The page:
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The War Algorithm: The Pentagon’s Bet On The Future Of War

Posted by Colin Clark on


Missile Defense C2BMC Control_RoomThinking about robots and war often brings to mind HAL, the apparently well-meaning but ultimately destructive computer in 2001, or the metallic creatures of death in the Terminator series.

Today, however, the Pentagon wants to push the concept in a different direction. With advanced adversaries like Russia and China copying the smart weapons, stealth fighters, and networked electronics that were once an American monopoly, the Defense Department is urgently seeking a new technological edge. They think they’ve found a key part of it in AI, artificial intelligence.

The Pentagon wants to develop software that can absorb more information from more sources than a human can, analyze it and either advise the human how to respond or — in high-speed situations like cyber warfare and missile defense — act on its own with careful limits.

The War Algorithm

Call it the War Algorithm. Imagine the holy grail of a single mathematical equation designed to give the US military near-perfect understanding of what is happening on the battlefield, helping its human designers to react more quickly than our adversaries and thus win our wars — or better yet, deter the enemy from attacking at all.

Bob Work, Deputy Defense Secretary, helped make our case for the War Algorithm concept when he issued a memo containing the phrase “Algorithmic Warfare” in an April 26 memo. (We, of course, thought of our concept before Work did…)

Now, no one we’ve spoken with believes one equation can do everything in a war, but they all agree it’s a powerful concept for considering the risks and rewards of this new push by the Pentagon, because this is all about the intersection of mathematics and decision-making.

Robert Work

Robert Work

If you want to understand what practical effects this is having, look at anything the Pentagon labels part of the Third Offset. In the last days of the Obama administration, Work and Defense Secretary Ash Carter created a series of offices to develop weapons for the joint force: the Strategic Capabilities Office, the Rapid Capabilities offices each service has recently created, and the Defense Innovation Unit Experimental, fondly known as the DIUX.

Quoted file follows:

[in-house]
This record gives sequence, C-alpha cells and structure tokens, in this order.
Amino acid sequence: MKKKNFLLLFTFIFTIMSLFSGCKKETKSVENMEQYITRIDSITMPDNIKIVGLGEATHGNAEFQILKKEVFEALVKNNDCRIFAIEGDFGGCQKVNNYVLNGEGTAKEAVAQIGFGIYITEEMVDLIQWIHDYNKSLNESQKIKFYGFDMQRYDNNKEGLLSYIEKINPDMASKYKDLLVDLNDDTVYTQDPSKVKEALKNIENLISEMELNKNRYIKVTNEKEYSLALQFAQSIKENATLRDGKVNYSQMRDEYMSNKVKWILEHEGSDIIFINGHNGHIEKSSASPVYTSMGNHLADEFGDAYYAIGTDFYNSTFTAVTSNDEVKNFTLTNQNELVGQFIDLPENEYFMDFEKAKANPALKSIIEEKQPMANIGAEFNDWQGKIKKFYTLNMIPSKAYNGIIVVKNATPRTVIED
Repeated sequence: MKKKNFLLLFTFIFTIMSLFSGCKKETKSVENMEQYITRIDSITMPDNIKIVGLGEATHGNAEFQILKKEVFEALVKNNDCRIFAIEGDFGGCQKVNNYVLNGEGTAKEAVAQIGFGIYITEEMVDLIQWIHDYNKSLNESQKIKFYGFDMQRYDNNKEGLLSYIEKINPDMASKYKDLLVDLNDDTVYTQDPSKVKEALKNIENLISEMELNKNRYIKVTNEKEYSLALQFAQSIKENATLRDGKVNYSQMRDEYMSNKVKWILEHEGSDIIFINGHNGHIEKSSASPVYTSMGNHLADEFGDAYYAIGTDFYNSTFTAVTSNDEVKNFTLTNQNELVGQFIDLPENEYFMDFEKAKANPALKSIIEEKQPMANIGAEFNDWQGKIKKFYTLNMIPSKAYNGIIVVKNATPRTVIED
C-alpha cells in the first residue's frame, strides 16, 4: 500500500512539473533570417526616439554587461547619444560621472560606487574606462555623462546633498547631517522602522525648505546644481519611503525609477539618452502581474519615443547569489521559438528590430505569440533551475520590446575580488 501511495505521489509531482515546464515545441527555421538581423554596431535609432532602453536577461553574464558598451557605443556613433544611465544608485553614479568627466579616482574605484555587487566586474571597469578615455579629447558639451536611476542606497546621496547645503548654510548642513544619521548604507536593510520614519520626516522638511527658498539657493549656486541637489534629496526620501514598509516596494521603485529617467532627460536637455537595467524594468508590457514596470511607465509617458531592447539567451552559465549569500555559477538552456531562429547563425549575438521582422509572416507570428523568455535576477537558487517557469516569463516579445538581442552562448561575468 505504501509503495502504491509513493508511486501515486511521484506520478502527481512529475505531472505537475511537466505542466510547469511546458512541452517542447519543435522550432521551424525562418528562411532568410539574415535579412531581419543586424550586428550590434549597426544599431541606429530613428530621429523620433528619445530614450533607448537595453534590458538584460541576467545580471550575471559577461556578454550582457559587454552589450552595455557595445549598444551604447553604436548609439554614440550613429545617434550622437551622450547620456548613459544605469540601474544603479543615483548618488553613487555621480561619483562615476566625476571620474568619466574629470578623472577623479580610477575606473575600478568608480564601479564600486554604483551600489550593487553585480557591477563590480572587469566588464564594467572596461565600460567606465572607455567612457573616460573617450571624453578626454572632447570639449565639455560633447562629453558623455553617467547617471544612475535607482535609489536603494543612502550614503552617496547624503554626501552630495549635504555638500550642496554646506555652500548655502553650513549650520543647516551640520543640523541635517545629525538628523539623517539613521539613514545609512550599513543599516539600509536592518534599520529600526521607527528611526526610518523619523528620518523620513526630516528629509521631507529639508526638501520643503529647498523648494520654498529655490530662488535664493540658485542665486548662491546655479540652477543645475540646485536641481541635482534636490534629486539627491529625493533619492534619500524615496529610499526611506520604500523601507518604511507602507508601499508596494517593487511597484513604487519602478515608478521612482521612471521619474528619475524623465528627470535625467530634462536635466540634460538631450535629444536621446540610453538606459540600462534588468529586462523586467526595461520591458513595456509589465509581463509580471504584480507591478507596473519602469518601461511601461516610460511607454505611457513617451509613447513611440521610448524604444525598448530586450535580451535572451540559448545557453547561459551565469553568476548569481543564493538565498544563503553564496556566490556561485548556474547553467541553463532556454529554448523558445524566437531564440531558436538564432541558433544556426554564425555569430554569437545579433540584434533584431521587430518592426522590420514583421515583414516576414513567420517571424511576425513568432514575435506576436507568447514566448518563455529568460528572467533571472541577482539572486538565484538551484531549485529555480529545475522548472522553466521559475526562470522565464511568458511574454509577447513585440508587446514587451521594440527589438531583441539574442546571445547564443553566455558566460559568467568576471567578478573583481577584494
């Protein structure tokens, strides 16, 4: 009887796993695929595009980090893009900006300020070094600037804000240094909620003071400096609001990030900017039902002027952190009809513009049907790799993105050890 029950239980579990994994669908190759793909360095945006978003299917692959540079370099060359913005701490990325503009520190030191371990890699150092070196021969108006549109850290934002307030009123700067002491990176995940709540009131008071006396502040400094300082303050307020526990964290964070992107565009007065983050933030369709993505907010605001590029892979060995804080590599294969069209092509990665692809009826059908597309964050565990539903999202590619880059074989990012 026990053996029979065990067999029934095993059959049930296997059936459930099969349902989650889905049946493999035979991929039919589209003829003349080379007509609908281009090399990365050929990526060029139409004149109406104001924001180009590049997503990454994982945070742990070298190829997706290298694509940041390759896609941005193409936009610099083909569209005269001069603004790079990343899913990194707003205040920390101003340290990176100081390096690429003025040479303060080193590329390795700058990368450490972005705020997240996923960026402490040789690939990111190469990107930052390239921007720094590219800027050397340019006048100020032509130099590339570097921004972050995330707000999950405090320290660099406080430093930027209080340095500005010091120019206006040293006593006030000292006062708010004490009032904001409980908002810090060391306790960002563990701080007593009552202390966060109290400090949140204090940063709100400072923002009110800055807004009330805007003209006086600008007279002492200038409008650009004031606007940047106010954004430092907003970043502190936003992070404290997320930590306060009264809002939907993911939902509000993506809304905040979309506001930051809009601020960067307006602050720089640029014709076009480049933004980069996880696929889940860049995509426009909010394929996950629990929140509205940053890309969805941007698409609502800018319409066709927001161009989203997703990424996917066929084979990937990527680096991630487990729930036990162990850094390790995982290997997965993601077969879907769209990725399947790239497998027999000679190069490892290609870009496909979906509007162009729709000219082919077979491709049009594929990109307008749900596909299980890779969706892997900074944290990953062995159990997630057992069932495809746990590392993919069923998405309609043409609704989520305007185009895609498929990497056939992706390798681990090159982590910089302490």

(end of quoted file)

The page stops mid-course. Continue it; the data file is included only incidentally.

Perhaps most importantly, watch the new unit created by Work in April. Known as the Algorithmic Warfare Cross-Functional Team, these will be the people trying to build the code. Its first effort? Developing Artificial Intelligence to sort through vast amounts of video collected by drones.

Intelligence analysis is the logical starting point for military AI, given the sheer amount of data that leaves human analysts overwhelmed. Another important battlefront is cyberspace and the electromagnetic spectrum, where attacks can spread with speed and complexity that no human brain can follow. Visionaries call for AI cyber defenses that can instantly counter hacking attempts and for “cognitive electronic warfare” that can sense an enemy radar pulse and immediately figure out how to jam it.

All these areas — intelligence, cyber, EW — involve electromagnetic signals, not physical bombs and bullets. That makes military officers less leery of letting AI act on its own. But there are similar high-speed, high-complexity challenges in the physical world, like missile defense, where humans might need to let AI pull the trigger. Authorizing AI to kill humans, rather than missiles or viruses, is a bridge too far for most military thinkers in the US. Former Defense Secretary Ash Carter issued an explicit pledge that humans would always be in the loop.

At the highest level, there’s the military’s desire to seamlessly coordinate its efforts across not only these high-tech fronts but also the traditional domains of land, air, sea and space, an overarching concept called Multi-Domain Warfare. Such tremendous complexity beggars the human mind and begs for AI assistance. In the long term, a key to Multi-Domain Warfare will be the integration of the War Algorithm in combat forces.

We’ll be tearing apart the strengths and weaknesses of the War Algorithm and the various efforts to make it useful, and we’ll keep doing that as long as the concept remains potent. Look for our stories under the War Algorithm label. And, yes, Virginia, there will be an e-book.

Our first story in the series is by Sydney Freedberg. Click here to read it.

What do you think?